Sending an ironic message to Hamas, Israel began wiping itself partially off the map last week. In forceful action marred by clashes with its citizens, the government bulldozed nine illegally built permanent homes in a West Bank "outpost."
The controversial razings, with huge political ramifications, restart a stalled 2003 process Prime Minister Ariel Sharon promised would remove many such settlements as part of the roadmap to peace. That would include land returned to the Palestinians for creation of an independent state. But it also comes as Hamas, which vows to eliminate Israel, is poised to take control of the Palestinian Authority and run that state.
As divisive as this could be for Israeli society and as decisive as it might prove for the March 28 Israeli elections, the razing of outposts adds pressure on Hamas. That organization, branded as a terrorist group, won a wide parliamentary margin in January's election but still faces a test in forming a government that can negotiate with Israel for a better Palestinian future.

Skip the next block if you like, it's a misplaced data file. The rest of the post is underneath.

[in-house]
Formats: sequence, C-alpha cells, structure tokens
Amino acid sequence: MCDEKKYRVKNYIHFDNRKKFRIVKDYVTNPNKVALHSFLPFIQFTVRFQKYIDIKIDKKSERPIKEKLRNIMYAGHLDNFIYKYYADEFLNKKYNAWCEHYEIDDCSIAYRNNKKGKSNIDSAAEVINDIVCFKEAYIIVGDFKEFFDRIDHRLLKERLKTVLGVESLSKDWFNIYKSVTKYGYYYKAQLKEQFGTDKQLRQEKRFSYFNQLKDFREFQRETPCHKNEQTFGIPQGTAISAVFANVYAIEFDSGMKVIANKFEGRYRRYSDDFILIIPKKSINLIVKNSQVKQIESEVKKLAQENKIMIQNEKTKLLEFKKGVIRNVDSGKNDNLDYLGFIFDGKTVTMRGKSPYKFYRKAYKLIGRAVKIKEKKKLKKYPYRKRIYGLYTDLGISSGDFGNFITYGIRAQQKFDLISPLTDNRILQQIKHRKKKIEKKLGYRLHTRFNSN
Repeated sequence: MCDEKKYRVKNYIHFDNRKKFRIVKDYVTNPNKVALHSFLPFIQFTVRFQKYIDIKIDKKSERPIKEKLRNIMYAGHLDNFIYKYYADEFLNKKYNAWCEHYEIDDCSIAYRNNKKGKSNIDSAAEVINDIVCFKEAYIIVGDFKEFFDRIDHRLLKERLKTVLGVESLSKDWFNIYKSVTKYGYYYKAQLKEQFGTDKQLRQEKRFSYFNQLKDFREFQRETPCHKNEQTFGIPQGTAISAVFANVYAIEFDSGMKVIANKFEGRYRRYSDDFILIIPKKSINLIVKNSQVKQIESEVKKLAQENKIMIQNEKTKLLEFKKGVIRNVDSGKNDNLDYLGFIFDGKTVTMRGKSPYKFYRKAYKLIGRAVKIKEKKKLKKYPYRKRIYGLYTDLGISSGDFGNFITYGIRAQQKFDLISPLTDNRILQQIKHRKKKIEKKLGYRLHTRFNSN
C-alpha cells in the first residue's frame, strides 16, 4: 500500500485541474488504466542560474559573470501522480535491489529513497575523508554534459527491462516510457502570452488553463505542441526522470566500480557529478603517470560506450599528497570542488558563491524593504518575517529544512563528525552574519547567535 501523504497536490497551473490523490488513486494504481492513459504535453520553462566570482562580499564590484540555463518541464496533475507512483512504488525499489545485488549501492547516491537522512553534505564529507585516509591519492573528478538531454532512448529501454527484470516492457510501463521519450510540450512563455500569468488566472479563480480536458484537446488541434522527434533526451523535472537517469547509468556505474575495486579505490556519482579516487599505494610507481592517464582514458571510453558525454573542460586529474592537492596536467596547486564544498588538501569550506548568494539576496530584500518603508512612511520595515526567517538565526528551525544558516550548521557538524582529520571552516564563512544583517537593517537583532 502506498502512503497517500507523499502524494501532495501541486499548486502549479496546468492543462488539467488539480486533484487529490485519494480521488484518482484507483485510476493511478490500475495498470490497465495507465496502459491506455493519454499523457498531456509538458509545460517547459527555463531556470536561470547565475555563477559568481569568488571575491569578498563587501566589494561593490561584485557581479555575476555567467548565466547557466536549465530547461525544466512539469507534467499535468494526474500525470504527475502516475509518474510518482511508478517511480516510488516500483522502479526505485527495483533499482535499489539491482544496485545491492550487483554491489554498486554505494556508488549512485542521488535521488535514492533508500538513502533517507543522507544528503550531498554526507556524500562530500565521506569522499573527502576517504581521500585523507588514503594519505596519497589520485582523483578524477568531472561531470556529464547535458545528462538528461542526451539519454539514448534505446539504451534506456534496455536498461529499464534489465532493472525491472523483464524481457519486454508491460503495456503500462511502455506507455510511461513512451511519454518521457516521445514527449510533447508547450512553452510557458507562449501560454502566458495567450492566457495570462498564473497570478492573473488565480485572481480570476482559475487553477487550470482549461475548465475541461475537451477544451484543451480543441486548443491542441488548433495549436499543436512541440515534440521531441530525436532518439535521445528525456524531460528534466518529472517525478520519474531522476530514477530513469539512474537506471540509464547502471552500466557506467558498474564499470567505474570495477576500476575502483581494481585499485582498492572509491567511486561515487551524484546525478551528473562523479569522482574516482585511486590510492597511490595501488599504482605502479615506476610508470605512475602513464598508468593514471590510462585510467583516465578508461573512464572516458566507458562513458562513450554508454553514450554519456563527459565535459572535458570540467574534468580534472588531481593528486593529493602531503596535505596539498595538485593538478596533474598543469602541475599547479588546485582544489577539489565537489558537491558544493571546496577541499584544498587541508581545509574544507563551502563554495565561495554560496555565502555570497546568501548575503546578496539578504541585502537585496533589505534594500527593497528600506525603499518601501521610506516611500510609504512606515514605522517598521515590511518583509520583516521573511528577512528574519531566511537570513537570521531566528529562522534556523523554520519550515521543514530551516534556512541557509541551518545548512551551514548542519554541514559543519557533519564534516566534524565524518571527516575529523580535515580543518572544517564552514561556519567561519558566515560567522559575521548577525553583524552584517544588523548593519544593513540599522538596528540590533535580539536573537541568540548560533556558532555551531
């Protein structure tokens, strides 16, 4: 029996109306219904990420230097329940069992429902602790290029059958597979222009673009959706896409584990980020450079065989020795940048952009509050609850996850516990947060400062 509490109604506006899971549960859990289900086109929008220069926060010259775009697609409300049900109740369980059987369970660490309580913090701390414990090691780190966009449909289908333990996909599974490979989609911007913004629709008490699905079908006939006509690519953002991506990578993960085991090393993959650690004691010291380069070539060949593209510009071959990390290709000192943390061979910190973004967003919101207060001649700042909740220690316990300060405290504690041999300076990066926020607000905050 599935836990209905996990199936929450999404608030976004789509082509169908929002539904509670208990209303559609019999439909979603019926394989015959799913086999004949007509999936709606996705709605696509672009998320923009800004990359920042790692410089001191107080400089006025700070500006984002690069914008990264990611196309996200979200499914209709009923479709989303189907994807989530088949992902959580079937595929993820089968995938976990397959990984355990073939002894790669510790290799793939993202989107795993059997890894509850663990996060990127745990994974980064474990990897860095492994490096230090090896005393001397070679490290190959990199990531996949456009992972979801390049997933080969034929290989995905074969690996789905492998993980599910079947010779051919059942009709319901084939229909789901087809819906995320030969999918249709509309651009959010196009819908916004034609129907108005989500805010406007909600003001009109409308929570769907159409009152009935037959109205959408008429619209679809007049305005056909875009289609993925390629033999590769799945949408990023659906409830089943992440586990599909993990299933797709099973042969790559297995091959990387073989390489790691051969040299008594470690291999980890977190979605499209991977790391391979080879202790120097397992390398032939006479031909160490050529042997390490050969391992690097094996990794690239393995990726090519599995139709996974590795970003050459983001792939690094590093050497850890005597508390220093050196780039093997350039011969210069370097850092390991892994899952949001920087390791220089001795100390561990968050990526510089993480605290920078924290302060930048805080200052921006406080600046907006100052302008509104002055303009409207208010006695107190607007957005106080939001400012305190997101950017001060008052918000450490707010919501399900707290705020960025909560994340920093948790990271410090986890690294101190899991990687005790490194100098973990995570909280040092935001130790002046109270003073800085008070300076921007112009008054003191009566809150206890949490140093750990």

The United States, Europe and -- more recently and more tellingly -- Egypt, set conditions for that process. Generally, they demand that Hamas renounce violence, recognize Israel and commit to agreements already reached with Israel as preconditions for continuing the peace process that offers the best hope for an independent Palestinian state.
The United States should end financial assistance to a Palestinian Authority led by an unchanged Hamas. That would be morally unacceptable, however much it might drive Hamas further toward Iran or other terrorist-supporting donors. Washington's current stance -- aid to the holdover government until a new government is formed, and a threat of aid curtailment unless Hamas proves globally responsible -- is correct. Because the United States' $70 million in direct aid is only a small part of the $1 billion in international contributions, it also is good to see similar demands from the United Nations, European Union and Russia. Egypt's stance adds pressure for Hamas, which now must decide whether to change its charter and if its political wing should rise above its violent past.